A part from two years in London, I have spent more time in the three major cities on the US East Coast than any other metropoles on Earth. I live in New York, spent four years studying at a Boston university and visit Washington DC frequently for work, to see friends, and, yes, the occasional political march.
The Acela train operates along the Northeast Corridor, carrying passengers from DC to New York in three hours and from New York to Boston in under four. You can easily have lunch in the Big Apple and be in DC for dinner. While these cities are connected historically, politically, culturally, the train lets you experience the landscapes: from seaside villages in Connecticut to Maryland’s green-fringed estuaries along the upper reaches of Chesapeake Bay.
What could I discover about places I know so well riding the rails on a whirlwind three-day tour?
1. The art scene
As it turns out, Boston’s booming Seaport District is entirely new to me and just a 15-minute walk from South Station. I walk across a green lawn to the Institute of Contemporary Art; while directly across the water is the Boston Harbour Shipyard and Marina in East Boston where the new ICA Watershed, a seasonal art space in a former copper pipe factory, opens on 4 July.
After a dose of art, I head back over the channel to follow the red bricks of the Freedom Trail across the Rose Fitzgerald Kennedy Greenway to the North End, Boston’s oldest residential neighbourhood. I walk up Salem Street, past the cream-filled cannolis of Bova’s Bakery, to the peaceful Copp’s Hill Burying Ground.
2. Historic words
Shaded by massive beech trees, I try to read the pre-Revolutionary War headstones – the oldest is from 1659. Down the hill is Old North Church, where the sexton hung the famous ‘one if by land, two if by sea’ lanterns to let the Americans know the British were coming, and where nearly 50 years ago then-President Ford came to commemorate the US’ bicentennial. His words carry a warning: ‘let us pray…that those who follow 100 years or 200 years from now may look back at us and say: we were a society which combined reason with liberty and hope with freedom.’
3. Evening eats and frosé
I’m ready for dinner after walking back to the Seaport, a challenge well met at chef Barbara Lynch’s Sportello, a casual eatery with an open kitchen that turns out fresh tagliatelle with bolognese; seasonal plates such as lightly fried soft shell crab with melon, all shimmering golden and pink; and meltingly good gnocchi lifted by succulent pieces of lobster. After dinner, I head to the rooftop bar at the Envoy Hotel, where it seems all of Boston’s singles have gathered to drink frosé (frozen rosé) and microbrews.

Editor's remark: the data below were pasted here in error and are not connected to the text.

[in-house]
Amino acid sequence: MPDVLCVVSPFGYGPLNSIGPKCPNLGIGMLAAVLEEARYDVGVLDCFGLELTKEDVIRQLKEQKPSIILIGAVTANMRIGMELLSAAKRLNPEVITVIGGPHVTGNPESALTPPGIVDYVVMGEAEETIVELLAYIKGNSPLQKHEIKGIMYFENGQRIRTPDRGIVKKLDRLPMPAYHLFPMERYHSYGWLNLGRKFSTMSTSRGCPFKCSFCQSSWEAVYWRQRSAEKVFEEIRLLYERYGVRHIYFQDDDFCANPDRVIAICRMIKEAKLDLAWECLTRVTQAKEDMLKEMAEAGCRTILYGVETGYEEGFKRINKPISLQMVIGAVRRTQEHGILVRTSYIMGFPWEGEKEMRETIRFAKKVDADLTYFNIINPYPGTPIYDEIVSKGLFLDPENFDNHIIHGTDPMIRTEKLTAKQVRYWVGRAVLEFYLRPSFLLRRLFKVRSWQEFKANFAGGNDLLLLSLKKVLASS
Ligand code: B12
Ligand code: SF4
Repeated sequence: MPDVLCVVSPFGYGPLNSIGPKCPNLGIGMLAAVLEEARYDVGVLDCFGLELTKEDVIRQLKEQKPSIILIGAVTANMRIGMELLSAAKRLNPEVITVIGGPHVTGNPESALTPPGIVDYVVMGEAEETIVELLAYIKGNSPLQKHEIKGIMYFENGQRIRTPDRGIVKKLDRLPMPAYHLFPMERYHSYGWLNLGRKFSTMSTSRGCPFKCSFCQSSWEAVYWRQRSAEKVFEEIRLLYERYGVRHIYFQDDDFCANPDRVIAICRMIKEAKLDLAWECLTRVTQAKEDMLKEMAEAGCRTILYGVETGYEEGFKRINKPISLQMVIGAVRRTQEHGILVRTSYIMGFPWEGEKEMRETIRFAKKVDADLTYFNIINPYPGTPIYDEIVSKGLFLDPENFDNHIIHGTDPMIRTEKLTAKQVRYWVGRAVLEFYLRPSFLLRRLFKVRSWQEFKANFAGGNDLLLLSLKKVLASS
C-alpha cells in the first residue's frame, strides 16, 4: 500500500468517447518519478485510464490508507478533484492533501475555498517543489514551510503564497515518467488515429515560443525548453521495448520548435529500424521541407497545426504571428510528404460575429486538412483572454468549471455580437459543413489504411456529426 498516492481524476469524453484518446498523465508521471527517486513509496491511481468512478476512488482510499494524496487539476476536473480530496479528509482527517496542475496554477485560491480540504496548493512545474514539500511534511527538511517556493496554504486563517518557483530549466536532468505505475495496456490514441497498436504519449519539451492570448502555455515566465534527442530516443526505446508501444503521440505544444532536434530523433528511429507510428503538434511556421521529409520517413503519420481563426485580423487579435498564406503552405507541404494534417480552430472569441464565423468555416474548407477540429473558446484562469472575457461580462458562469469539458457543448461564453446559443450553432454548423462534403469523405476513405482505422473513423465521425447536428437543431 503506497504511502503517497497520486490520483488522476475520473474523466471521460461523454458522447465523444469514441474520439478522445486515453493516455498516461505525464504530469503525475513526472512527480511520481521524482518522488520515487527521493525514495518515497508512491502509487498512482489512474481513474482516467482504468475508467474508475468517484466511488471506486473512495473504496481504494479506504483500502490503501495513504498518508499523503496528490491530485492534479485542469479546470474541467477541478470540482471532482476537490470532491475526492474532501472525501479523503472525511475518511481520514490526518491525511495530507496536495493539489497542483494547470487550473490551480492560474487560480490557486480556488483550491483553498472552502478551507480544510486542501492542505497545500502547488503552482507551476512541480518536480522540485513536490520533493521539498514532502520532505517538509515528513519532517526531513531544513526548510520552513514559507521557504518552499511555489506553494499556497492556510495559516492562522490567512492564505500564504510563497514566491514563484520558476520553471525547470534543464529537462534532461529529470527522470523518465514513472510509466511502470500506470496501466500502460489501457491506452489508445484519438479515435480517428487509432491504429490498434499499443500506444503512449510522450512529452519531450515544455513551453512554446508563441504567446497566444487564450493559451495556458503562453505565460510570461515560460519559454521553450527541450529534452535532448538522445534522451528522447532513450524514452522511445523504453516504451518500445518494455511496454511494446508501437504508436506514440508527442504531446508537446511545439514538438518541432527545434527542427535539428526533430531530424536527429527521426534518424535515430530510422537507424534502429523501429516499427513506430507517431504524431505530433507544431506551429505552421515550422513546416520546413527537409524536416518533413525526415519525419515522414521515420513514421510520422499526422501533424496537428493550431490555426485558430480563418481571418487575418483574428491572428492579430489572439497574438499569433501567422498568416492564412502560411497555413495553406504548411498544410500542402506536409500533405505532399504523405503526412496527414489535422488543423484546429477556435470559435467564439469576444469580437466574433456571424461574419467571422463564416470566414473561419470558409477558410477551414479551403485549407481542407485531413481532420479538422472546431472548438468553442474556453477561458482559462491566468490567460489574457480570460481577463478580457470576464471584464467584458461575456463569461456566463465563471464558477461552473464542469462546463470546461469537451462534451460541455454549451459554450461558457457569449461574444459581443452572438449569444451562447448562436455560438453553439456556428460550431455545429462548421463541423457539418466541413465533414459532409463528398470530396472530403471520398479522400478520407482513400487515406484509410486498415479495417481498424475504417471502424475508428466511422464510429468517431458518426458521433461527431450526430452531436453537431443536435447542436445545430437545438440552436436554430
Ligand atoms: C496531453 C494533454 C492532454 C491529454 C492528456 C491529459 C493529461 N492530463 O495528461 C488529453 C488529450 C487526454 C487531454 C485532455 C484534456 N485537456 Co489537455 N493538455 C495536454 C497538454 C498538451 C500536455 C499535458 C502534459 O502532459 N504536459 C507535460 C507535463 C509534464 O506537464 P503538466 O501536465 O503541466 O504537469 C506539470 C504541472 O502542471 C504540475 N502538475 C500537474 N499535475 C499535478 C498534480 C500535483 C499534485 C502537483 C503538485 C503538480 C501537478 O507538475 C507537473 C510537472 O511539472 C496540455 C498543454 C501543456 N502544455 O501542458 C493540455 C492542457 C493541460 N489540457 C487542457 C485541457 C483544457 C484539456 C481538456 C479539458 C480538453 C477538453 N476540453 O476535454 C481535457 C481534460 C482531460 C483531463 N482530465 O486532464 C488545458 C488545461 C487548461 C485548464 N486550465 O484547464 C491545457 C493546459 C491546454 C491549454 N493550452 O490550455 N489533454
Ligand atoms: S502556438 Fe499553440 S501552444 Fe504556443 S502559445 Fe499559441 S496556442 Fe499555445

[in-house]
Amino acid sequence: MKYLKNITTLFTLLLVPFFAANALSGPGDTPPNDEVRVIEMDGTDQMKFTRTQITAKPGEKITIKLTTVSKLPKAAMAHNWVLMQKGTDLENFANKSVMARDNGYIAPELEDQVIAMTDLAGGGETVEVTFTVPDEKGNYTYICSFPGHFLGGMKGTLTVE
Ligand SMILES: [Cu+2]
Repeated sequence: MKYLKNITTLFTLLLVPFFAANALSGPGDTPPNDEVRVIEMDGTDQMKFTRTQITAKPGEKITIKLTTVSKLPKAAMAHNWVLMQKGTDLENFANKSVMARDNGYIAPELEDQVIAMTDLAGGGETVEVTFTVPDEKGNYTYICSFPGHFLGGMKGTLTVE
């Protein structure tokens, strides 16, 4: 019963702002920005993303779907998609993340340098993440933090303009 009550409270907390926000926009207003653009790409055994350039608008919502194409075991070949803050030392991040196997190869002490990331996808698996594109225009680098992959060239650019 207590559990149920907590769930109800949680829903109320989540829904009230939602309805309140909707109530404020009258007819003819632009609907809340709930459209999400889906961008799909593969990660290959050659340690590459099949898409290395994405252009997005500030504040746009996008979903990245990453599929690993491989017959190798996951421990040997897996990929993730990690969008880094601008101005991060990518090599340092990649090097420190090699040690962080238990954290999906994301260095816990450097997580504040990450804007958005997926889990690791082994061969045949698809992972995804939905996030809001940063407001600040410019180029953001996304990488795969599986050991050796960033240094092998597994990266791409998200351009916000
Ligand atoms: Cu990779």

In the morning there’s just enough time for breakfast, so I stop at South Street Diner, an all-night diner with a classic chrome exterior, and take a seat at the counter. Instead of Boston cream pancakes with lashings of maple syrup, I order two eggs, bacon extra crispy and a mountain of home fries. It’s delicious.
On the train, from the urgent green of Rhode Island’s backwoods, we emerge onto Connecticut’s shore: Stonington, Mystic, New London flash by, as do the small beaches along the Long Island Sound. Soon we enter the Bronx, then Queens and see Manhattan’s towers in the distance before we arrive at New York’s Penn Station, which is one of the unloveliest train stations in the country, especially galling when you see photos of the original McKim, Mead and White beaux-arts glory, torn down in 1963.
4. The High Line
I head two blocks west to see an example of preserved architecture: the High Line – an elevated park created from a former railway. I pass million-dollar flats designed by Zaha Hadid, Peter Marino and Bjarke Ingels; and at 23rd Street, I take the stairs down to peer into West Chelsea art galleries, and then carry on past crowds taking photos of a mural of stylised Statues of Liberty and America’s welcome to immigrants: ‘I lift my lamp besides the golden door.’ The path sweeps me under The Standard hotel, and down to Gansevoort Street and the Renzo Piano-designed Whitney Museum of American Art, which sits as an architectural exclamation mark at the High Line’s terminus.
5. Simon and the Whale
For any meal at any time, I’m spoiled for choice. Restaurateur Gabe Stulman has gone above 14th Street for the first time with the Simon and the Whale restaurant at the Freehand Hotel. The black bread and taramasalata is currently my favourite beginning to any meal, and the fish sandwich is unapologetically served with coleslaw and French fries.